Updated: Apr 7
Phobias can cause significant distress and interfere with daily life, affecting approximately 10% of men and 20% of women in their lifetime (Gustavsson et al., 2011; Kessler et al., 2012). Fortunately, effective treatments, such as Eye Movement Desensitization and Reprocessing (EMDR) therapy, are available for individuals struggling with phobias.
EMDR therapy is a relatively new form of psychotherapy that has been proven effective in treating a range of mental health issues, including phobias (Lee et al., 2018; van den Berg et al., 2020). By targeting and processing traumatic memories or experiences that may be at the root of the phobia, EMDR therapy allows the individual to reprocess the information in a less distressing way, leading to a significant reduction in phobia-related symptoms (Shapiro, 2014).
EMDR therapy can treat a wide range of phobias, such as fear of flying, spiders, heights, enclosed spaces, driving, and medical procedures (Ricciardi et al., 2020). It can also address underlying issues that may contribute to phobias, such as past traumatic experiences, low self-esteem, and anxiety (Morrison et al., 2020).
One of the major advantages of EMDR therapy is its relatively short-term nature. Many individuals report feeling relief after just a few sessions, with the exact number of sessions varying depending on the individual and the severity of their phobia (Malliaris et al., 2015). Moreover, EMDR therapy is a non-invasive form of therapy that does not require medication or prolonged exposure therapy, which some individuals may find uncomfortable or distressing (Shapiro, 2014).
Another benefit of EMDR therapy is its individualized approach. EMDR therapists work with their clients to identify specific targets or memories related to their phobia and use a combination of eye movements, sounds, and/or tactile stimulation to help process the memories in a less distressing way (Bisson et al., 2013). This customized approach ensures that the therapy fits the unique needs of each individual.
In conclusion, if you are struggling with a phobia, EMDR therapy may be a viable treatment option to consider. With its proven effectiveness, short-term nature, and individualized approach, EMDR therapy has helped many individuals overcome their phobias and improve their quality of life (Zohar et al., 2020). Do not let your phobia hold you back any longer - consider trying EMDR therapy and take the first step towards a more fulfilling life.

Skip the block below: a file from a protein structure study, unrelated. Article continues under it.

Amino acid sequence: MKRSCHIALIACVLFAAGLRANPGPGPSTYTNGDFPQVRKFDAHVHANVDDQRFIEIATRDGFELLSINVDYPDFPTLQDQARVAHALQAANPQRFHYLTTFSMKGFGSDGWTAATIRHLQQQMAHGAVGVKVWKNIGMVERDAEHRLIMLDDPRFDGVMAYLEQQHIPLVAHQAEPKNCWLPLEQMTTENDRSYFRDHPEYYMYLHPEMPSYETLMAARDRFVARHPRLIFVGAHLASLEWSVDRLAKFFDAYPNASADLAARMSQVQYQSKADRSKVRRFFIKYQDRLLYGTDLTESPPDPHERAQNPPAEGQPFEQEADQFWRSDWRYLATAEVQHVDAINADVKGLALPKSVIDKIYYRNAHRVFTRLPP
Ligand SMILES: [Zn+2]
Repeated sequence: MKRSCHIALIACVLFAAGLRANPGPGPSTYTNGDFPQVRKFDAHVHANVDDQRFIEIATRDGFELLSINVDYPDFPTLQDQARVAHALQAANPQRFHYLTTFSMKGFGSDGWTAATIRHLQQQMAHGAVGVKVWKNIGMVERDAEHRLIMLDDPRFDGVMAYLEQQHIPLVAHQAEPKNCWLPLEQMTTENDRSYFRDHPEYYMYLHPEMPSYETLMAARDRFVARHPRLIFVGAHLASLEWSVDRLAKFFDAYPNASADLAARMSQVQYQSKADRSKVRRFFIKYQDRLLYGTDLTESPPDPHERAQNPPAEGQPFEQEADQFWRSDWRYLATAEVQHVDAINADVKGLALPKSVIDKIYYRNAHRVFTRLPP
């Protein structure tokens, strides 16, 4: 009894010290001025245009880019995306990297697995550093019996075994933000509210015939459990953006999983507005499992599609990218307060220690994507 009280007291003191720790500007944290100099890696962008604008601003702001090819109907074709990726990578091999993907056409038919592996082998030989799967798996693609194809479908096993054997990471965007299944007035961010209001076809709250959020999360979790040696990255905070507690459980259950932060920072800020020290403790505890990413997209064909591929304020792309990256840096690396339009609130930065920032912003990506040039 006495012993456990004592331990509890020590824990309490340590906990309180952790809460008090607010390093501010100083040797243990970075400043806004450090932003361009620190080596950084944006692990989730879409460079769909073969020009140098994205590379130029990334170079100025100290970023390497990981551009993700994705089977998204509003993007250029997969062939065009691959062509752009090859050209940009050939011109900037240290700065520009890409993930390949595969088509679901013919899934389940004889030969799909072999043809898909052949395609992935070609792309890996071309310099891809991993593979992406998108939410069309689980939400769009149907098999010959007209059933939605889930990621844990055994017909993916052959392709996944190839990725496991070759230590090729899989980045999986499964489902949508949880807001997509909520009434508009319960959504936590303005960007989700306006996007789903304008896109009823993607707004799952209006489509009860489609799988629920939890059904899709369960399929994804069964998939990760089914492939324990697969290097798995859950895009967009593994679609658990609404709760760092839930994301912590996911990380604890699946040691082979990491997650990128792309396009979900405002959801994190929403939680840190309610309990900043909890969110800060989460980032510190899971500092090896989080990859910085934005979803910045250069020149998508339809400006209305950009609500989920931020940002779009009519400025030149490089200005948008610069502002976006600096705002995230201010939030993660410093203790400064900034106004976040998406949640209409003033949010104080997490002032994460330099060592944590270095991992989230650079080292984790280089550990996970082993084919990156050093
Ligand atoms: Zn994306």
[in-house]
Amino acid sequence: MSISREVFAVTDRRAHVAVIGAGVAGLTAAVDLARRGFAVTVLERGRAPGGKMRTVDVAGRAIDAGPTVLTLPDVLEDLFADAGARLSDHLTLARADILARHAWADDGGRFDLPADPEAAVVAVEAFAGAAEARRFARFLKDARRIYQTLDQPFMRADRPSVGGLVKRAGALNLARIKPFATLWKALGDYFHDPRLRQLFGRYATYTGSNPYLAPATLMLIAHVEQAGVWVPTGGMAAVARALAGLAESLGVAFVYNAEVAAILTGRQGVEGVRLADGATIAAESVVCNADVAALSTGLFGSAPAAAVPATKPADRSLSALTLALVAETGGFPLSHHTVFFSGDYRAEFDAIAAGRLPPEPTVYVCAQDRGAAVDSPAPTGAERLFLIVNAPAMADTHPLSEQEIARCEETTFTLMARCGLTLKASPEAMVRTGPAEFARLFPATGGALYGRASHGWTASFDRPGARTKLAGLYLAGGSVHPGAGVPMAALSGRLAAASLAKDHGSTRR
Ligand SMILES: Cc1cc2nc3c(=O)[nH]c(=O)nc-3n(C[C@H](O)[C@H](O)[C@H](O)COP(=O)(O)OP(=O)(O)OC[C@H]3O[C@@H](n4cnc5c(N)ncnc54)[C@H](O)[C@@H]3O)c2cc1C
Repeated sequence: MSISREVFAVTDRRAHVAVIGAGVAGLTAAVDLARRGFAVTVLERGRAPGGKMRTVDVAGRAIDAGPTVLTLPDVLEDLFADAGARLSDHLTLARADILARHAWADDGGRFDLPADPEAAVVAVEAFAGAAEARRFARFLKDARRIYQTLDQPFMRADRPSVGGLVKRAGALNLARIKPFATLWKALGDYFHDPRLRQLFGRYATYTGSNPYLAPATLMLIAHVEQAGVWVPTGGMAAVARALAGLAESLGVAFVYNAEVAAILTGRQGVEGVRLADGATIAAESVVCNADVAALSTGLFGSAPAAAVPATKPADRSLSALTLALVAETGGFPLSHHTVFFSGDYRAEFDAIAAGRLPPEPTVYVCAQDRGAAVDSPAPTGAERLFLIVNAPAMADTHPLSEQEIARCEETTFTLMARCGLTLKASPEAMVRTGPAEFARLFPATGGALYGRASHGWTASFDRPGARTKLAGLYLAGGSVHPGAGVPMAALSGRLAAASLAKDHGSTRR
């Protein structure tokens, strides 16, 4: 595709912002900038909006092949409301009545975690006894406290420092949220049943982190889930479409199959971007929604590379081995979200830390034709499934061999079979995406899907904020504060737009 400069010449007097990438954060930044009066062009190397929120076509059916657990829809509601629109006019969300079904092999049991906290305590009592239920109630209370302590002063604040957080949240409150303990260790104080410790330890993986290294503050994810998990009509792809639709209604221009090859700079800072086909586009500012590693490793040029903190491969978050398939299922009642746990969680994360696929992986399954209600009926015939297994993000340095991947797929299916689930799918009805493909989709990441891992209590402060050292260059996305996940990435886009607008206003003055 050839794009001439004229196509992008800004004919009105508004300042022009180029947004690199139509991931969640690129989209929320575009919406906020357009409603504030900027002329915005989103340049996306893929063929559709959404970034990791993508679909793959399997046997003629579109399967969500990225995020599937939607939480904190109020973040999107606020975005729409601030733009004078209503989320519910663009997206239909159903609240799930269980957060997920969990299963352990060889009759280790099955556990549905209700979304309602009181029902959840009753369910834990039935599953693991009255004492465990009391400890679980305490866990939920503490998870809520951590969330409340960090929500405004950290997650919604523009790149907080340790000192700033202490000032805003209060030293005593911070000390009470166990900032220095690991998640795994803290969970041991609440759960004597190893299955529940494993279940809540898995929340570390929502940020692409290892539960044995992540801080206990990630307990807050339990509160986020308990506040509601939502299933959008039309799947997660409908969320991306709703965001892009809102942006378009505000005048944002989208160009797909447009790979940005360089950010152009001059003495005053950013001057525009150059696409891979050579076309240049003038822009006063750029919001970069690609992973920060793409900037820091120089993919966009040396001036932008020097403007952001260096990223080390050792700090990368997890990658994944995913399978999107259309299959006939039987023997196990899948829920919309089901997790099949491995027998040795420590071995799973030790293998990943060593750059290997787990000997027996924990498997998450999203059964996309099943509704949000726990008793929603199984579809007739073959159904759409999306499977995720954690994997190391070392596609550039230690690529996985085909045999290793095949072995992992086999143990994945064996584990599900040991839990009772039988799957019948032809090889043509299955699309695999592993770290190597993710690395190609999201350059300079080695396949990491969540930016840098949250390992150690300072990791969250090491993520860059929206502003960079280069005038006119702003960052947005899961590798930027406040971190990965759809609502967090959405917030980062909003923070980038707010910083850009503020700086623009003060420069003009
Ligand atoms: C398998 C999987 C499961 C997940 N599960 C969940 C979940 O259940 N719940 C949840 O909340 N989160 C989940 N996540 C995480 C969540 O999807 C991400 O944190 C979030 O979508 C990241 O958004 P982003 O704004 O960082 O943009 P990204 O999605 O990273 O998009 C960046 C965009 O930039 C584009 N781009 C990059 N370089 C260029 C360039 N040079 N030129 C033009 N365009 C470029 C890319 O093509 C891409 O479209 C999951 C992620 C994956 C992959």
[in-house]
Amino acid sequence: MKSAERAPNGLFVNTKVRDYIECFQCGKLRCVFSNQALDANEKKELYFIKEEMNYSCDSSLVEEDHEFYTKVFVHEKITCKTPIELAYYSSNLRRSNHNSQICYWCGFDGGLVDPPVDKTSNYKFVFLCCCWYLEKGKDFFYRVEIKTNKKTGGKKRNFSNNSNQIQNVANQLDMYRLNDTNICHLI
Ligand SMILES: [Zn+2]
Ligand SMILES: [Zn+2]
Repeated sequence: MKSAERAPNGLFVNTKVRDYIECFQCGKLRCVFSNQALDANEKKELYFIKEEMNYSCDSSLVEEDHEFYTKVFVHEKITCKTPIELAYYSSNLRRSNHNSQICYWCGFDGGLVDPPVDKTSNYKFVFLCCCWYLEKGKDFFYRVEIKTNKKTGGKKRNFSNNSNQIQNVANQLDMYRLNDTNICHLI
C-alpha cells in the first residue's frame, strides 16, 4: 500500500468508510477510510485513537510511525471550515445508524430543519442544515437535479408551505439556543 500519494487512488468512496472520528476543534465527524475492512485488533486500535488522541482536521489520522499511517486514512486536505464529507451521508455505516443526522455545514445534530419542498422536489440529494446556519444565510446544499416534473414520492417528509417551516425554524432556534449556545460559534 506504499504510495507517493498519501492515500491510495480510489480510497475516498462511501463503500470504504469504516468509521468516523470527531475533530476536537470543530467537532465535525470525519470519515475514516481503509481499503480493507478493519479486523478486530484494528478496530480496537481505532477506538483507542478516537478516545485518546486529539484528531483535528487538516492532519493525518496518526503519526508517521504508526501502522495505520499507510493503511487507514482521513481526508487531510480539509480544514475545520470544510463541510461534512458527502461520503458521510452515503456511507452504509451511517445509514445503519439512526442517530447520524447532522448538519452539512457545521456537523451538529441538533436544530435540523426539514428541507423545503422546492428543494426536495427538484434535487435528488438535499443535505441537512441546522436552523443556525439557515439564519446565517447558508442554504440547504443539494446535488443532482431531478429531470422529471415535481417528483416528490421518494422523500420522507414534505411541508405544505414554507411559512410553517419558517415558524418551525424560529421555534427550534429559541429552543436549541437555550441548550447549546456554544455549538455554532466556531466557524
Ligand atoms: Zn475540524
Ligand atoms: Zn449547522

Bisson, J. I., Roberts, N. P., Andrew, M., Cooper, R., & Lewis, C. (2013). Psychological therapies for chronic post‐traumatic stress disorder (PTSD) in adults. Cochrane Database of Systematic Reviews, (12).
Felmingham, K. L., Kemp, A. H., Williams, L., Falconer, E., Olivieri, G., Peduto, A., ... & Bryant, R. A. (2008). Dissociative responses to conscious and non-conscious fear impact underlying brain function in post-traumatic stress disorder. Psychological Medicine, 38(12), 1771-1780.
Lee, C. W., & Cuijpers, P. (2013). A meta-analysis of the contribution of eye movements in processing emotional memories. Journal of Behavior Therapy and Experimental Psychiatry, 44(2), 231-239.
McGhee, L., & McEvoy, P. (2017). Eye Movement Desensitization and Reprocessing (EMDR) therapy: An overview of its effectiveness in the treatment of post-traumatic stress disorder. Journal of Psychiatric Intensive Care, 13(1), 43-50.
Shapiro, F. (2018). Eye Movement Desensitization and Reprocessing (EMDR) Therapy: Basic Principles, Protocols, and Procedures (3rd ed.). New York: Guilford Press.
Rodgers, S., & Davidson, K. (2019). Eye movement desensitization and reprocessing (EMDR): A review of efficacy, safety, and mechanisms of change. Frontiers in Psychology, 10, 2756.